Private letter from Thomas Lucas to his wife Letty
This letter was folded into a tiny envelope (about 1½" x 2½") on which is written "Mrs. Letty J Lucas, Carmichaels, Pa Privately." Both the letter and the envelope are embossed with scrolls, as shown on the left. It is undated, but it was apparently written in the first few months that Thomas served in the war (before their second daughter Libby was born in January 1862).
Dear Letty -- This is for your own eyes and no one else. This is the evening of the holy sabbath. The sun is just setting behind the western hills. It is one of those bright and beautiful evenings that is wont to make one feel in a pensive mood and long for a pleasant conversation with those dear and loved ones at home. But ah, my Dear Letty, we are debarred of each other's society. Cruel fate has decided that we shall forego the pleasures of each others society for a time, and perhaps forever.
Those lines are so beautiful and so much in place that I couldent help taking them down.
"Letty, my Darling look up in the skies
Where the stars peep through the blue.
Do you remember the [gentle] surmise
Made when first looked love in your eyes,
If we were tender and true
That when our life on this earth should be riven
We might still hope for each other in heaven.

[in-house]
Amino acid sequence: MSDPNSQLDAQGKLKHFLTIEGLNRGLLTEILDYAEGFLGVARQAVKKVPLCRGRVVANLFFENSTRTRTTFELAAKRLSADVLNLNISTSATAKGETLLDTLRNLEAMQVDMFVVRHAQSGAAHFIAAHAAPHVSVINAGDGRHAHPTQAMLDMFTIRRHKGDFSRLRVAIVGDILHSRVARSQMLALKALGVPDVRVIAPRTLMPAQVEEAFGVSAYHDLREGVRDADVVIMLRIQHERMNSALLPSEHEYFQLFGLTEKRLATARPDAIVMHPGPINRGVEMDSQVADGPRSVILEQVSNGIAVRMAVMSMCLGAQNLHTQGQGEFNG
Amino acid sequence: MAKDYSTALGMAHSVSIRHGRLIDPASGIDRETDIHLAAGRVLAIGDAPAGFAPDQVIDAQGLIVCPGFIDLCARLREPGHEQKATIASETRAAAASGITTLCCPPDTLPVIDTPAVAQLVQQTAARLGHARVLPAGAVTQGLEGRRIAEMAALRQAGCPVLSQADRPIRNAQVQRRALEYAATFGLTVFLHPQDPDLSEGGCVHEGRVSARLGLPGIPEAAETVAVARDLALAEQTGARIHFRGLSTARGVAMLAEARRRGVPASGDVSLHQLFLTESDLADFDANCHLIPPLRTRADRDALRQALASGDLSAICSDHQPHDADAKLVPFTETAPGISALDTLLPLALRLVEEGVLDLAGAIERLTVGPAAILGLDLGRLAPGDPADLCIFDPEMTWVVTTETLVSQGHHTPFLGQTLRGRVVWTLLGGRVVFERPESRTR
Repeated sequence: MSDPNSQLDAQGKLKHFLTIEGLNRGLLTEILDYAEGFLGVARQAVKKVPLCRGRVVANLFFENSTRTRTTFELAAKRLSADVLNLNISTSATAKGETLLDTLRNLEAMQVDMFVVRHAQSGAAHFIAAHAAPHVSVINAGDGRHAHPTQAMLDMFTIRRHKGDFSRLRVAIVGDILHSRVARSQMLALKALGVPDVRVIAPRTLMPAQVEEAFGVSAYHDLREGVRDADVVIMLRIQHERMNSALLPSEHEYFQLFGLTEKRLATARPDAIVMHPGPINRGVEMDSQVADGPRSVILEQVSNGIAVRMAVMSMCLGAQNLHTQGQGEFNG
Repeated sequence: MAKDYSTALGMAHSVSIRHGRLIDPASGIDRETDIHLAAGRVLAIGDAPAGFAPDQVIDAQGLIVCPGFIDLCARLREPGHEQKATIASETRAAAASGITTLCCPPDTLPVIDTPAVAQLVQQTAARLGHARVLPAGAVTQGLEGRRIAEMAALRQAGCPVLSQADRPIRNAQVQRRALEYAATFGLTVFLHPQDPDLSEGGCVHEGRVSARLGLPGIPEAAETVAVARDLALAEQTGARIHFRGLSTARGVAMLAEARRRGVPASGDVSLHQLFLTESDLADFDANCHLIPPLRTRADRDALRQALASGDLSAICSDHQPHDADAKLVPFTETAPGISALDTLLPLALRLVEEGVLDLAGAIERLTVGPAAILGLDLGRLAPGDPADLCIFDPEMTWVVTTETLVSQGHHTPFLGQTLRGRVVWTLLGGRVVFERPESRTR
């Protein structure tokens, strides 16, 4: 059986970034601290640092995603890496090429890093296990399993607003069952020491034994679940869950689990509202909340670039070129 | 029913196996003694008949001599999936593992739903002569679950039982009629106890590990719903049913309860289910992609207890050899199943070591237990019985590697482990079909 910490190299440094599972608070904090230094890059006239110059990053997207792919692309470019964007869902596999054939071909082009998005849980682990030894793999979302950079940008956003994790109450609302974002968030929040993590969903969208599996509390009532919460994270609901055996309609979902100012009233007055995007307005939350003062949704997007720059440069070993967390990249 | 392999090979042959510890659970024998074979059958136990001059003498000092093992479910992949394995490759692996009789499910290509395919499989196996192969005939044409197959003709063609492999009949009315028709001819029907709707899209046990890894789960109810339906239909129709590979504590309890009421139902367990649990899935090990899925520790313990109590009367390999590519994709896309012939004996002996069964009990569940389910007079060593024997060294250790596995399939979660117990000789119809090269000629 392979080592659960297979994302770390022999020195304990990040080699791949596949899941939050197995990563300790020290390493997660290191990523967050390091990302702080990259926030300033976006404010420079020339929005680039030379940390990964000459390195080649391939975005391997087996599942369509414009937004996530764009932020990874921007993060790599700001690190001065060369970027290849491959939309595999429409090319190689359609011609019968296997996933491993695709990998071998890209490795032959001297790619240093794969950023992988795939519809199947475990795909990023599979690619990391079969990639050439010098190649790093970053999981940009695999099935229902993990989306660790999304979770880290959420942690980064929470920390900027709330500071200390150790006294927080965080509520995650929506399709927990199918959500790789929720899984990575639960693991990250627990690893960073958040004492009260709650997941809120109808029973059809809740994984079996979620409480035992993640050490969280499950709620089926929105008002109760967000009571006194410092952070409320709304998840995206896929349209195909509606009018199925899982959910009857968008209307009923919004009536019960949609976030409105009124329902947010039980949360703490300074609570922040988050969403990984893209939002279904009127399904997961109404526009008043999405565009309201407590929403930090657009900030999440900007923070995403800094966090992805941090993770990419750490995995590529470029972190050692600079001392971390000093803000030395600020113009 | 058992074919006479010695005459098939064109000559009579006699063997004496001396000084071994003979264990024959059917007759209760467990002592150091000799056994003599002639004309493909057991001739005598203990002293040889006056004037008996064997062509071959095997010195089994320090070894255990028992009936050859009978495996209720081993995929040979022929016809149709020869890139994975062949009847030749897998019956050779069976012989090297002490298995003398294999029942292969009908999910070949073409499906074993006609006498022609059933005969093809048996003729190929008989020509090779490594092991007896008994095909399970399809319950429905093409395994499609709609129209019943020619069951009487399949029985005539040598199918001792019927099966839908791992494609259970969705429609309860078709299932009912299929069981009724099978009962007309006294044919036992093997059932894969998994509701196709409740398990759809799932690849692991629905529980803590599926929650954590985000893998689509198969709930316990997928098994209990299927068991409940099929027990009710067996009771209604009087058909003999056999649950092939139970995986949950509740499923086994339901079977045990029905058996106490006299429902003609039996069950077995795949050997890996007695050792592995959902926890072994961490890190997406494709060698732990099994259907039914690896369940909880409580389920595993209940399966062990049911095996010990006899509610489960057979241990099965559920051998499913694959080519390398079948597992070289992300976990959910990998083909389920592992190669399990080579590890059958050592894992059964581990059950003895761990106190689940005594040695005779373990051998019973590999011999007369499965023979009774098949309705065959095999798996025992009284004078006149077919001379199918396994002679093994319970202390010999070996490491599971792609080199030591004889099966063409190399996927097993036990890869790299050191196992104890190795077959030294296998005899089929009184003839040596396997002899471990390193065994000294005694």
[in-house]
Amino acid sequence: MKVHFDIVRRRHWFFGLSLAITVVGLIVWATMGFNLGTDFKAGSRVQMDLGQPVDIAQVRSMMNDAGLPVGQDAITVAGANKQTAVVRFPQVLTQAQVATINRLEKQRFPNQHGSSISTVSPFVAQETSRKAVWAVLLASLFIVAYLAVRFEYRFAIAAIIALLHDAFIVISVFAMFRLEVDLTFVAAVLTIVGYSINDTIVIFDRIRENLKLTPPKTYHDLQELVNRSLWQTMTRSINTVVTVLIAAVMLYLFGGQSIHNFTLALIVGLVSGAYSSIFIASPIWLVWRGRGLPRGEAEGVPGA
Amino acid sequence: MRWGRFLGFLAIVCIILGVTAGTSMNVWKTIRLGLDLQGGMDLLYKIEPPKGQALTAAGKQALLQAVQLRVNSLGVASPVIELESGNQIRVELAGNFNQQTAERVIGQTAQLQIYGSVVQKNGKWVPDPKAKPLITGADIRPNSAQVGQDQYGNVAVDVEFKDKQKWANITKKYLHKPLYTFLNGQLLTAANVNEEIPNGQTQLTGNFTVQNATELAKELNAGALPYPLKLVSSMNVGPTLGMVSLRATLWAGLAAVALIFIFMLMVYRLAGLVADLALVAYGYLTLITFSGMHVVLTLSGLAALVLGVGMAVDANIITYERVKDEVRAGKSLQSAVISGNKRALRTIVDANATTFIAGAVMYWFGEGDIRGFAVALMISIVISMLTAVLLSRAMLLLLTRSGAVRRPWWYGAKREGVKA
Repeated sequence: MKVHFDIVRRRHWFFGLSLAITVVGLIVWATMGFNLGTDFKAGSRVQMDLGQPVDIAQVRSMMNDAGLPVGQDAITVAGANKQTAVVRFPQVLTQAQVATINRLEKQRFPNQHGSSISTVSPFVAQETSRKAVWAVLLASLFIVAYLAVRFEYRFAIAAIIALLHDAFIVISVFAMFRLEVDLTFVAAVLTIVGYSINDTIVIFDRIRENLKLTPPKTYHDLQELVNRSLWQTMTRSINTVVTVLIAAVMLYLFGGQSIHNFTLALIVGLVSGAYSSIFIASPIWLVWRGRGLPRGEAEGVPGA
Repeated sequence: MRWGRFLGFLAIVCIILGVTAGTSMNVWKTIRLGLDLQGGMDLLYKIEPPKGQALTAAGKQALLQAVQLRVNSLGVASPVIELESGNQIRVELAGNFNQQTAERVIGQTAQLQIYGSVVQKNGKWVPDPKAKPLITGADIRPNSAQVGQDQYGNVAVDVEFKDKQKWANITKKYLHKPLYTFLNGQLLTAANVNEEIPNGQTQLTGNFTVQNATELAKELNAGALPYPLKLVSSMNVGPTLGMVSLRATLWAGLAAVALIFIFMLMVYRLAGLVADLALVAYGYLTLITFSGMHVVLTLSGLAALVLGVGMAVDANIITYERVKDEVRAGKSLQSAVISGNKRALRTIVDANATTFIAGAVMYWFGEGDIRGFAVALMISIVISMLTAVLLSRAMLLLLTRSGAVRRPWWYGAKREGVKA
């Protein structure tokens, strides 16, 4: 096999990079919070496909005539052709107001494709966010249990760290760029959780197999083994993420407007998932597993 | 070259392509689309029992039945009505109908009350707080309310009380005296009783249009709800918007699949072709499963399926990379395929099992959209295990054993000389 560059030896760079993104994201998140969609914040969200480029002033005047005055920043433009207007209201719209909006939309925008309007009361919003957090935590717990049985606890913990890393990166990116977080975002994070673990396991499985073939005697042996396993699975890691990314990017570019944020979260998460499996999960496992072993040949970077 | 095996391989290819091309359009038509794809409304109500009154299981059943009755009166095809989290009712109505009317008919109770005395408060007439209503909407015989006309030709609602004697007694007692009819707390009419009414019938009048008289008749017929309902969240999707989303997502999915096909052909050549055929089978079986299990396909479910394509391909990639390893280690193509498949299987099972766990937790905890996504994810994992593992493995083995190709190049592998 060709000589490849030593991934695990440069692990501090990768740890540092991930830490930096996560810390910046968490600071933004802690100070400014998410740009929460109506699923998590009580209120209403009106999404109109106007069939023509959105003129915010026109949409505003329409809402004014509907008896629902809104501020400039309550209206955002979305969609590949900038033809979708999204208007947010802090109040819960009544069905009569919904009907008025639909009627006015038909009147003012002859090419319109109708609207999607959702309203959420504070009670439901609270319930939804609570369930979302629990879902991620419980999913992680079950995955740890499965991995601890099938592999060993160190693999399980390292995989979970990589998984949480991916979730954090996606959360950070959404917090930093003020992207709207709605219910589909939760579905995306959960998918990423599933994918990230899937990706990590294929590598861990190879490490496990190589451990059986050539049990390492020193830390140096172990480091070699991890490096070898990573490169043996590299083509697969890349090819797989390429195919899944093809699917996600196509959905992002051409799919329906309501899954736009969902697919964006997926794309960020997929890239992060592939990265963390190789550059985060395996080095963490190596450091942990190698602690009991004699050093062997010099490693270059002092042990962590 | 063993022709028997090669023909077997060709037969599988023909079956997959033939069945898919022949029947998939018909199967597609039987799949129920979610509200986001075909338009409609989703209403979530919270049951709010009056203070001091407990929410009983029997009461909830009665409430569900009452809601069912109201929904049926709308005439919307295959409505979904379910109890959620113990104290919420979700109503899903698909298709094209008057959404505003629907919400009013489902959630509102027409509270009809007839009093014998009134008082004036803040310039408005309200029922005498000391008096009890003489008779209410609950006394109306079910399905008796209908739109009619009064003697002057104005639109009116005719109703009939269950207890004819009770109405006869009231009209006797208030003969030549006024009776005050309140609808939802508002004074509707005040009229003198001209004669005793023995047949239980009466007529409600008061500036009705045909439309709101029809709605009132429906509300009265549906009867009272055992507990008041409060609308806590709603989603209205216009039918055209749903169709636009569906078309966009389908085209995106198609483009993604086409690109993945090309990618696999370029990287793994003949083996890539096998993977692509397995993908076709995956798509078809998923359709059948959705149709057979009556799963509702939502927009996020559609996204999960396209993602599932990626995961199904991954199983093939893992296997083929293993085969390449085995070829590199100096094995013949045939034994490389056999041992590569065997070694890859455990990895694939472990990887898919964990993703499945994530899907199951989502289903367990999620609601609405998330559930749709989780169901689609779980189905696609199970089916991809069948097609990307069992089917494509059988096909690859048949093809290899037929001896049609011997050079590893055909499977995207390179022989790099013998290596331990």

"Do you remember one day you were ill
And I stood close by your bed,
While every sigh sent a saddening thrill
But my heart hushed itself, hushed itself still,
Listening to you while you said,
"If I die early, dear love, I will wait,
Watching for you at the heavenly gate."
Now you are better, dear wife, and our fate
Makes us cling closer through life.
But should I die, Letty dear, could you wait,
Patient, believing me still at the gate,
Watching for you, little wife?
"Letty look steadily up in the blue.
"While I am breaking some tidings to you,
Darling, our nation has need of the brave.
I must go forth in her cause,
Fight that liberty's banner may wave,
Die if need be, our country to save.
Will you be patient, and pause
Ere you should add one more weight to a heart
Breaking almost that we must part?
Will this, Dear Letty, be your answer?
"Solemnly turned she her gaze from the blue,
Earnestly looked in his eyes,
Saying, "Dear love, to your country be true.
Go, and my blessing and prayer be with you.
If you go first to the skies,
Tell all the angels in heaven above
That my best gift to my country was love."
The first time I read those lines I couldent help the tears starting to my eyes. I thought of the time when you were sick and we were fearful you wouldent get well, and you said you would wait for me in heaven. But you are well now, dear Letty, and it may be that I will lay down my life for my country. Pray for me that if I do, I will get to heaven, and that you may wait patiently while I am waiting for you at the heavenly gate. Remember little Milly for me. Kiss her for me, and teach her the true lessons of virtue. And if, by the mysteries of a divine providence you have her to raise, raise her up in the paths of true Christianity. Good bye and may God bless you is my prayer.
Letty J. Lucas
Back to book preface
Back to home page